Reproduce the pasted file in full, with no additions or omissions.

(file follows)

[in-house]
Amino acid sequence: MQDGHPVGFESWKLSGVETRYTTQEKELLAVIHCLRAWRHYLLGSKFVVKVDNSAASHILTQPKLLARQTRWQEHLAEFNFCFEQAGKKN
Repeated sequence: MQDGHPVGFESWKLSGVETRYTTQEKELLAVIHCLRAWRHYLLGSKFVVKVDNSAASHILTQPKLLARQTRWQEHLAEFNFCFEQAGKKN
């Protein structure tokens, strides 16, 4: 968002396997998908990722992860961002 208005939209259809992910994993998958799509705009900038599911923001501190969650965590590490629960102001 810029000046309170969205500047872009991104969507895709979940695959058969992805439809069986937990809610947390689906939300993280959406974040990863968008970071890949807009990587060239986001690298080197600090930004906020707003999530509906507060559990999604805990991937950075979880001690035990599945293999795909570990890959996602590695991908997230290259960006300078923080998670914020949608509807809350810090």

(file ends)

[in-house]
Amino acid sequence: MQDGHPVGFESWKLSGVETRYTTQEKELLAVIHCLRAWRHYLLGSKFVVKVDNSAASHILTQPKLLARQTRWQEHLAEFNFCFEQAGKKN
Repeated sequence: MQDGHPVGFESWKLSGVETRYTTQEKELLAVIHCLRAWRHYLLGSKFVVKVDNSAASHILTQPKLLARQTRWQEHLAEFNFCFEQAGKKN
């Protein structure tokens, strides 16, 4: 968002396997998908990722992860961002 208005939209259809992910994993998958799509705009900038599911923001501190969650965590590490629960102001 810029000046309170969205500047872009991104969507895709979940695959058969992805439809069986937990809610947390689906939300993280959406974040990863968008970071890949807009990587060239986001690298080197600090930004906020707003999530509906507060559990999604805990991937950075979880001690035990599945293999795909570990890959996602590695991908997230290259960006300078923080998670914020949608509807809350810090």